“Smart meters and smart carts have their place, but the frictionless complete store exit based on AI-powered cameras and sensors — as hardware costs decrease over time — outperforms both in the experience it provides to shoppers and in terms of efficiency,” said CEO and Co-Founder Michael. Gabbai in an email to TechCrunch, said one problem is that the carts don’t take into account shoppers who only buy a few hand-held items. “Frictionless checkout makes shopping easy for everyone, regardless of cart size or how they plan to shop. If you have a full shopping cart, you don’t want to wait at the cashier or scan all those items at self-checkout, you just want to checkout no matter how big your store is.”
He also believes that Trigo’s “digital twin” approach, which mirrors the store in real time, is more accurate and can be redirected to more than just check-out, such as predictive inventory management. “Smart carts and similar technologies do not allow the entire store to be digitized, so they are limited solutions when compared to the full system,” he said.
Gabbay claimed that even in the current market climate – the biggest problem with stores and shoppers is inflation and people worrying about the price of goods, not the time it takes to buy them – it hasn’t really dampened conversations with customers. “Especially in periods of high inflation, high prices and supply chain turmoil, the value of inventory management and procurement is huge,” he said. The company doesn’t reveal how much it will cost to outfit an average supermarket with its technology, for example, but says it usually gets a return on investment within 18 months. “Technology-assisted cost savings accumulate over time and boost margins for grocery retailers,” he said.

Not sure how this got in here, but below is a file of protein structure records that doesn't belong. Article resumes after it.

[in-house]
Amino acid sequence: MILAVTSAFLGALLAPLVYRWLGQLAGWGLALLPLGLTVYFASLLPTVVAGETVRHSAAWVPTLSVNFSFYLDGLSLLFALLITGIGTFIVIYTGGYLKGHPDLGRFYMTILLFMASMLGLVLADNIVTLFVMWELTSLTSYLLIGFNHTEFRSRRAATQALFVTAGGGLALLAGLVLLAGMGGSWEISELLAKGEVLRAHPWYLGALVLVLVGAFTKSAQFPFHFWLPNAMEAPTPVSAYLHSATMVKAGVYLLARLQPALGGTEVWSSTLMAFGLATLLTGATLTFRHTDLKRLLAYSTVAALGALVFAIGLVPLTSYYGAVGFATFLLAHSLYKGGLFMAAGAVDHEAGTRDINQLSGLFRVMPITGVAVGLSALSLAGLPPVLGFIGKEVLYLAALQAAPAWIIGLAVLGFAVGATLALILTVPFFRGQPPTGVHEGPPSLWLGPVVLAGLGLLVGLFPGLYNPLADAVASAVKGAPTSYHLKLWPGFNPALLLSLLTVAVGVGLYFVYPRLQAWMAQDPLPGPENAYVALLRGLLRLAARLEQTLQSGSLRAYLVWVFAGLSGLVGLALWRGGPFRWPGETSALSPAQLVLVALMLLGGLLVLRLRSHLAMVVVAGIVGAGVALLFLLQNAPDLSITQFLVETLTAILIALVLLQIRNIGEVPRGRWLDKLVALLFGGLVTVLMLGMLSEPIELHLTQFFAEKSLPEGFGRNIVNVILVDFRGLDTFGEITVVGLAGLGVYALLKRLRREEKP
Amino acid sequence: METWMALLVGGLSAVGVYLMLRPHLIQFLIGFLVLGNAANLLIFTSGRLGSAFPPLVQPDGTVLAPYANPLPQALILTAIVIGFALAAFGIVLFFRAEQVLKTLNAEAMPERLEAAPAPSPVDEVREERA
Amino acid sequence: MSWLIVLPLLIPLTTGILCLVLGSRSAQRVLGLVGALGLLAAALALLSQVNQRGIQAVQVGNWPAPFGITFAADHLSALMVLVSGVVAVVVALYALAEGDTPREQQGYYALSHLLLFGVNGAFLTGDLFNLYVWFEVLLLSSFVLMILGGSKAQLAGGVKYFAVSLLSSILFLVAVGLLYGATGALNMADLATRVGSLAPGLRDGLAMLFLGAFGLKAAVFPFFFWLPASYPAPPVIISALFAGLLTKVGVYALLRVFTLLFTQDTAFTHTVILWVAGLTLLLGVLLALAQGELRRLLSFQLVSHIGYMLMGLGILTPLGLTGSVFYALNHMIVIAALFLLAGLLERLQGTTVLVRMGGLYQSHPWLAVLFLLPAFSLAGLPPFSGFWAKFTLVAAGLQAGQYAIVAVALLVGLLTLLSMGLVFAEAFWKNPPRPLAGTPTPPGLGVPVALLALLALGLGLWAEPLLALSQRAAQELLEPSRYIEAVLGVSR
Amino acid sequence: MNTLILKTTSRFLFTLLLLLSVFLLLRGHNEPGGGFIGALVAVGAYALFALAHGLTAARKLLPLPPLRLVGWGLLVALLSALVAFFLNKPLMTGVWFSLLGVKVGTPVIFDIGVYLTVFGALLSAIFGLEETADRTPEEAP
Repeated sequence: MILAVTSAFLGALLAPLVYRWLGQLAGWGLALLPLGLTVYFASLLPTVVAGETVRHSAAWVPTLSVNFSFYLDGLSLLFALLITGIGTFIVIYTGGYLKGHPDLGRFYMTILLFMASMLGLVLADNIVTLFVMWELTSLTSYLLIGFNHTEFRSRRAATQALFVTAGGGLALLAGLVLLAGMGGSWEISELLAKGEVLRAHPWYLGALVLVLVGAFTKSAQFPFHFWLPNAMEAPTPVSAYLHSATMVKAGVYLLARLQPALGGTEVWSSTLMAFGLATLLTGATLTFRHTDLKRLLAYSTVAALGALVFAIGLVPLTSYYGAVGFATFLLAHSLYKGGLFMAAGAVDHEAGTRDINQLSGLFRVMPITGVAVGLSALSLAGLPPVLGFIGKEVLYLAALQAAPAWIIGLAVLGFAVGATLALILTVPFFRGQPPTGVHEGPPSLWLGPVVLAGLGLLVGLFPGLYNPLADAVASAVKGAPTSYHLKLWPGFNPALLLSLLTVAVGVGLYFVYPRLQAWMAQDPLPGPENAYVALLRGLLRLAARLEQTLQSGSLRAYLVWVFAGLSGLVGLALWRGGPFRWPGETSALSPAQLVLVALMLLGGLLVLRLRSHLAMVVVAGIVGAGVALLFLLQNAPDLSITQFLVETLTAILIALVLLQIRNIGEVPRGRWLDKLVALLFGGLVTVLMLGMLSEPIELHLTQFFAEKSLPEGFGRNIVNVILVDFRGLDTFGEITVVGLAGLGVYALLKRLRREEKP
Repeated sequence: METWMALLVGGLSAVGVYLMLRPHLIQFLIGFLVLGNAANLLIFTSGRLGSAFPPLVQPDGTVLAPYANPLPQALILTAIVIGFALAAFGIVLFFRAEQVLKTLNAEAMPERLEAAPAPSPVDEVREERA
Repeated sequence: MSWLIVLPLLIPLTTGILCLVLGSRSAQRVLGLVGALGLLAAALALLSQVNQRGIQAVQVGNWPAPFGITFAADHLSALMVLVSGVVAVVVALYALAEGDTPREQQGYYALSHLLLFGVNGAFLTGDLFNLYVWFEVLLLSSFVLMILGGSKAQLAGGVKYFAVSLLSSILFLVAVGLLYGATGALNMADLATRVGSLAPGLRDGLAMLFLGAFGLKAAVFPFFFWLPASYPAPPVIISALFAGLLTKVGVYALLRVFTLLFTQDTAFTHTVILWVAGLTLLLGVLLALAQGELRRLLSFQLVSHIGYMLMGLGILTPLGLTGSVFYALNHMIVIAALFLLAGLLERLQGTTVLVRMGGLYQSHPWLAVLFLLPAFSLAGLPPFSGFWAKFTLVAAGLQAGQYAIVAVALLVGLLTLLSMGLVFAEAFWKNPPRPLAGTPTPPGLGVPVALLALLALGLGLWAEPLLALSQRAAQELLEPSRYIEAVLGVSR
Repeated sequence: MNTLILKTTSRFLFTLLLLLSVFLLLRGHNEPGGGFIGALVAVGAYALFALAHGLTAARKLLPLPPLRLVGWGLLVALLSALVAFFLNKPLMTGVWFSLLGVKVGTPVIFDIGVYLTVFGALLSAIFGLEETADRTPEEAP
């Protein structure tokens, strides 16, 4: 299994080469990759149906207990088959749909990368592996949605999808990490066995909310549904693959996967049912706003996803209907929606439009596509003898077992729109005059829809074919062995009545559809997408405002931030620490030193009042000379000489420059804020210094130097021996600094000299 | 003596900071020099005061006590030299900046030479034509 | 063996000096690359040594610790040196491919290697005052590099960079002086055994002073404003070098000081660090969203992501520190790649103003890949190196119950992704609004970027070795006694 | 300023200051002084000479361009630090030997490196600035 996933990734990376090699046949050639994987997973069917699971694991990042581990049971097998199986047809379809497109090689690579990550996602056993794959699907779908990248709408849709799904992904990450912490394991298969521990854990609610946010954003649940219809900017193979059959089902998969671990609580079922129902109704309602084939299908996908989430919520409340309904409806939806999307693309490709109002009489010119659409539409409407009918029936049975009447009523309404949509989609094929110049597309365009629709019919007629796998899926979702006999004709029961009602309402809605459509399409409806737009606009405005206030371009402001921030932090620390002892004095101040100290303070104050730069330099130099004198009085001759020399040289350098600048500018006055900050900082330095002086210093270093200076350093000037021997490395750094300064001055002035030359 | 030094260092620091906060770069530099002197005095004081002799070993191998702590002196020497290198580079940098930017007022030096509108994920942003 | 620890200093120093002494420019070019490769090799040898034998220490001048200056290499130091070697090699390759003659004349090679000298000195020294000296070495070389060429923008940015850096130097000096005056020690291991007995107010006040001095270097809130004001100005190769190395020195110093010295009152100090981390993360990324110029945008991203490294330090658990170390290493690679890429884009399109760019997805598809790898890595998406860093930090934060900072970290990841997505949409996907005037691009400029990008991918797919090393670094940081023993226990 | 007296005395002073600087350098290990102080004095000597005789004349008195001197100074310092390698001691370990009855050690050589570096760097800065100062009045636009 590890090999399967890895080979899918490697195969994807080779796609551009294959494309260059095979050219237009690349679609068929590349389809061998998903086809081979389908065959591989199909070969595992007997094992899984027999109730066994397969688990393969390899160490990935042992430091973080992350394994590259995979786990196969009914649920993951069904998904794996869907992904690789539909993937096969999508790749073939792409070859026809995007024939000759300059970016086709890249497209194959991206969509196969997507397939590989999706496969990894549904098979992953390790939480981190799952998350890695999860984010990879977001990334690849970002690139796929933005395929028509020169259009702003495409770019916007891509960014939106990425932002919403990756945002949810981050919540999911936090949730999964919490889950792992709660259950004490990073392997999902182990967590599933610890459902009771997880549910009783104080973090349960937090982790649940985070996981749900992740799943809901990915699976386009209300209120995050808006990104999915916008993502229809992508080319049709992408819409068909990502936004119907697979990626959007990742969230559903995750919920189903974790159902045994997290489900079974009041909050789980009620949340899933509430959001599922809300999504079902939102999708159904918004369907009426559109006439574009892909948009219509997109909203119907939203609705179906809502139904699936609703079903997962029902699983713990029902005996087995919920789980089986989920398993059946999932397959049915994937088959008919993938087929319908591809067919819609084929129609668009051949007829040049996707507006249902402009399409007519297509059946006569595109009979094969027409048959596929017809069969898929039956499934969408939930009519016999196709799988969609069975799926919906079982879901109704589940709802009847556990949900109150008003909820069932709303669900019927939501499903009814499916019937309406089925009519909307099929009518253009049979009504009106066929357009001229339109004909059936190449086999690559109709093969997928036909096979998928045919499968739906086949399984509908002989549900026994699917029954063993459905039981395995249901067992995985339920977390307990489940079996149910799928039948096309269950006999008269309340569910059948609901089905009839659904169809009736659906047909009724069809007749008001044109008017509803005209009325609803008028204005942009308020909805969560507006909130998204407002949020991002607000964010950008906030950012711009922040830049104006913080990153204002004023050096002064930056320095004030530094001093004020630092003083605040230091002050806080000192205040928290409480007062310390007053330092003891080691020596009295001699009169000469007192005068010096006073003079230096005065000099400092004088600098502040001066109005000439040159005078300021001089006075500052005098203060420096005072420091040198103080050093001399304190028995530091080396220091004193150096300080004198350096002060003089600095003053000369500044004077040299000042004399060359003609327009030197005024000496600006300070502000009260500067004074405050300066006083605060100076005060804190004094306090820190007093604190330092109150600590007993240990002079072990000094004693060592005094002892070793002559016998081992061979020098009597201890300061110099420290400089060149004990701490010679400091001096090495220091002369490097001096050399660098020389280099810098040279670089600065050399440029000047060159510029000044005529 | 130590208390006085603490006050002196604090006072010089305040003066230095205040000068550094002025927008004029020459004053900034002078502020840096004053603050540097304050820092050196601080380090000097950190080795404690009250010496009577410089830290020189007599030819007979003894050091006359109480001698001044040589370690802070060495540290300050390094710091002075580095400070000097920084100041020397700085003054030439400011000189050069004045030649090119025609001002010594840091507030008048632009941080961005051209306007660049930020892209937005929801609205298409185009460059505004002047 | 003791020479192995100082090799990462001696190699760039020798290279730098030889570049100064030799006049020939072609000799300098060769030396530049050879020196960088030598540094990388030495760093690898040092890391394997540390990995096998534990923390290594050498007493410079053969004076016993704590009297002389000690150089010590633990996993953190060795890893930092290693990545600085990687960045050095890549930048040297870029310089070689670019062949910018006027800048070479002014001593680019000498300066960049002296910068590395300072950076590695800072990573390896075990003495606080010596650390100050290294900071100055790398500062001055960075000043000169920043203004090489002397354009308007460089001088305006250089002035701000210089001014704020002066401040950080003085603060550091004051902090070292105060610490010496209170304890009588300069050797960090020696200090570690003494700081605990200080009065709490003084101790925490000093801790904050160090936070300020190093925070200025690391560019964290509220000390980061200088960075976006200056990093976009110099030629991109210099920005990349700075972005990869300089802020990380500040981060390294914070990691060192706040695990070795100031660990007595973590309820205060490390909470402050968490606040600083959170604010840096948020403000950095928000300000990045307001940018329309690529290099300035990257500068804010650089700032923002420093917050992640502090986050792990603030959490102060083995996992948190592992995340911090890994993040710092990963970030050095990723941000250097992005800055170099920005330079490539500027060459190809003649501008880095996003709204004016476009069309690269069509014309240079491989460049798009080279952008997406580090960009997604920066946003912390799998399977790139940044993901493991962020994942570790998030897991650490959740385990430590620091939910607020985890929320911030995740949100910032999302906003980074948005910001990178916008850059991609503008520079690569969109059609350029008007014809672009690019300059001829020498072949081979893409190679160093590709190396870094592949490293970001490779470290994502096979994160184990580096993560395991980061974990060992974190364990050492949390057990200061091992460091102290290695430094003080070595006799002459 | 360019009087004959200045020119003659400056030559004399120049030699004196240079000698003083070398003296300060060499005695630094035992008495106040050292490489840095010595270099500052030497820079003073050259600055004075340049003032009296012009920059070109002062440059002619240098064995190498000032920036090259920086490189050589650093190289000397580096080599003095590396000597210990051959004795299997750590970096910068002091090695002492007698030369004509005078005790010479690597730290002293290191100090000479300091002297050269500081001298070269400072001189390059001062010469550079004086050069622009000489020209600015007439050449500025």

One of the arguments for Trigo, Gabbai said, is that its technology can be used in all shopping operations, regardless of cart size, and its focus at the moment is big-box supermarkets. So far, it’s opened stores between 3,000 square feet and 5,000 square feet — “on-the-go” type stores, Gabay said — but “we’re now working on larger formats, including more than 10,000 square feet of stores.”
While the grocery segment will remain the company’s focus precisely because of its identified shortcomings, the long-term plan is to expand into other categories of retail such as pharmacies and quick-service restaurants. “But we see huge potential to retrofit the thousands of grocery stores located around the world,” Gabbay said. “This is also accelerating as more grocery stores connect e-commerce stores to their physical stores.”
This is exactly where SAP comes into the picture. He’s been described as a strategic supporter in this roundup: He’s working with a long list of retail customers, and the plan is to help integrate Trigo into those systems.
“Trigo’s superior computer vision technology has built the express shopping infrastructure and laid the foundation for additional in-store scenarios for the future,” Jörn Keeler, Executive Vice President and President of SAP S/4HANA, said in a statement. “As the leading provider of enterprise software for the retail sector, SAP is pleased to join as a strategic investor with Trigo to support the development of the standalone StoreOS operating system. Their solutions will complement SAP’s retail cloud solutions, seamlessly integrating with SAP S/4HANA and paving the way toward building a smart store.”